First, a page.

A brief history of the digital camera
The digital camera is without doubt one of the most amazing inventions of the past century. It has become so affordable that everyone has at least one digital camera around their house, not to mention the built-in cameras on our phones. I remember my very first digital camera: a 3 megapixel brick that wouldn't even qualify as a toy today, but it was simply mind blowing when I first got it.
However, the first digital camera was even larger than that. It weighted about 8,5 pounds and, as you can see in the picture above, it was quite big. Nothing you could easily slip into your pocket at a concert, that's for sure. But that was 1975 and we've come a long way.
Who Should We Thank?
In fact, the history of the digital camera begins about 20 years before that. In the mid 50's, famous actor and singer Bing Crosby and sound genius John Mullin became media pioneers by creating the first digital tape recorder that could transform live images captured by television cameras into electrical impulses, ultimately saving the information onto magnetic tape.
But digital imaging didn't stop there. The government and NASA used digital signals for their spy satellites and space probes, and their involvement had a very big influence on the evolution of digital cameras. In 1972, Texas Instruments patented the first filmless electronic camera, soon to be followed by Sony with their Mavica model. These camers could record images onto a minidisc, then display them on a TV. However, neither Texas Instrument nor Sony are the inventors of the digital camera as we know it. All they did was build cameras that would freeze frames of video footage, which is not at all the principle of digital photography. Nevertheless, we still refer to them as the fathers of the digital camera.
So, Who Is Responsible For This Brilliant Invention?
My name is Steven Sasson, I invented the digital camera.
In 1975, Kodak released the first digital still camera with a playback system, invented by Steven J. Sasson. Who would have thought that an electrical engineer with very little knowledge of cameras and photography could completely revolutionize the art of photography for the entire world?
Innovation best comes from people who really know nothing about the topic.
And that's exactly what he did. In 1974, he was given the chance to experiment with CCD (charge-coupled device), so he came up with the idea of the portable digital camera. The first digital camera built by Kodak stored information on a digital cassette that took 23 seconds to record an image. It could only store 30 pictures, which was actually decent back then. Sasson admits that he picked that number to be conveniently between 24 and 36, which were the the maximum frames people could shoot on film.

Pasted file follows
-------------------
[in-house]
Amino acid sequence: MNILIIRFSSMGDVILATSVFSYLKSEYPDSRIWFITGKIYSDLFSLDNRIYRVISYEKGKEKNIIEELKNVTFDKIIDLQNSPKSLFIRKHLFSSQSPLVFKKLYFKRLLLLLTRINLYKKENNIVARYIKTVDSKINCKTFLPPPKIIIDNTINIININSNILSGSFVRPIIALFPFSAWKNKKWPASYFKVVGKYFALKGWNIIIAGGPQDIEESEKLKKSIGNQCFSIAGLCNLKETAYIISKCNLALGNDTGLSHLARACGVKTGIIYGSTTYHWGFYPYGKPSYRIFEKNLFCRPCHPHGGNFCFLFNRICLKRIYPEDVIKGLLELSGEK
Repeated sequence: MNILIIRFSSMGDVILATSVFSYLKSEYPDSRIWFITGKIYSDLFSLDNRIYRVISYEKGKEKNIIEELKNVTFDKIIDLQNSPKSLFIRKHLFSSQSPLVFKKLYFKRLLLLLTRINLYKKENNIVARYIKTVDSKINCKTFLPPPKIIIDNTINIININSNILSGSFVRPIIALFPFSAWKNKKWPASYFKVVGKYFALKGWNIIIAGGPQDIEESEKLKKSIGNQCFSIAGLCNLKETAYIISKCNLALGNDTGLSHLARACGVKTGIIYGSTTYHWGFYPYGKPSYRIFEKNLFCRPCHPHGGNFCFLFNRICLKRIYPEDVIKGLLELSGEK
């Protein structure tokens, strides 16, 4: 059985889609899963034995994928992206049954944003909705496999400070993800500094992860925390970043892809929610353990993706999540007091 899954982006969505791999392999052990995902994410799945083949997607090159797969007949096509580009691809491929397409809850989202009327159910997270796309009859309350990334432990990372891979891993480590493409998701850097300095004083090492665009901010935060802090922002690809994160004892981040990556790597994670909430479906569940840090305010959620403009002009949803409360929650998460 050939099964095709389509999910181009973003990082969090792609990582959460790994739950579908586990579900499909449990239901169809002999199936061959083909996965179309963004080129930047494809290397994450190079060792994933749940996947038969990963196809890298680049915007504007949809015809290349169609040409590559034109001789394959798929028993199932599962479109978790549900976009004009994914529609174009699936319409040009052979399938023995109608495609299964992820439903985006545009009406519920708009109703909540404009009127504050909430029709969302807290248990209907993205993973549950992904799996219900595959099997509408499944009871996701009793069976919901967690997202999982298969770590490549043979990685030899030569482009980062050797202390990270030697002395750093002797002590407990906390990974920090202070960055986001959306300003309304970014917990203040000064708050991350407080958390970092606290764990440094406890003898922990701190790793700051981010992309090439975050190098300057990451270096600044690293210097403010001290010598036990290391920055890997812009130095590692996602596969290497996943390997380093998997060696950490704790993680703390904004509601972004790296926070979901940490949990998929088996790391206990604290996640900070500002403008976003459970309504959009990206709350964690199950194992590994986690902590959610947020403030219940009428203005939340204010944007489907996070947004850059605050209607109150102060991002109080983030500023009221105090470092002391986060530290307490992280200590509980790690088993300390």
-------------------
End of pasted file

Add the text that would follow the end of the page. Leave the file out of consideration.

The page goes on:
The first picture ever taken happened in december 1975 and it was black and white. They displayed it on a television at the Kodak headquarters but, as you might expect, it didn't raise much enthusiasm. Why would people want to see their photos on a TV? Will they ever want that? Apparently, they did, as Kodak released the first consumer digital camera in 1995 in collaboration with Apple Computers. The Apple Quick Take had only 0.3 megapixels and could store a maximum of 32 pictures, no focus or zoom control included.
So, let's give a big round of applause for Kodak and Steven Sasson for inventing the first megapixel sensor and continuing their innovation process throughout the years. Kodak is also responsible for inventing the EasyShare system in 2001 that allows users to print and share their photos instantly, straight from the camera.
A Brilliant Idea
Why was Sasson's camera such a hit? Well, it's quite simple: he built a product around the needs of a current culture. As he said himself in the interview, the key to inventing something truly amazing is to keep track of what's going on around you, to understand the culture and to develop your essential idea around it, not the other way around. Of course he could've build a larger storage device for the first camera, but who would've needed hundreds or even thousand of frames back then? This is an important lesson many of us still need to learn, even today.
Be sure that your invention is in an environment where the rest of the world is inventing along with you. So, by the time the idea matures, it will be in a totally different world. I think that was the case with the digital camera.
Who Is David Friedman?
This is actually the second issue I wanted to bring to your attention. David Friedman is a very talented photographer currently based in New York City. His Inventors Project caught my attention the first moment I heard about it. At the moment there are over 30 masterful video interviews on his blog with, in my humble opinion, some of the most interesting people to have ever lived: the inventor of the convertible pizza box, the father of videogames and even the inventor of the automatic wheelchair break device. Pretty interesting, right? Plus, his portraits flawlessly manage to evoke the personality and genius of each of the inventors interviewed.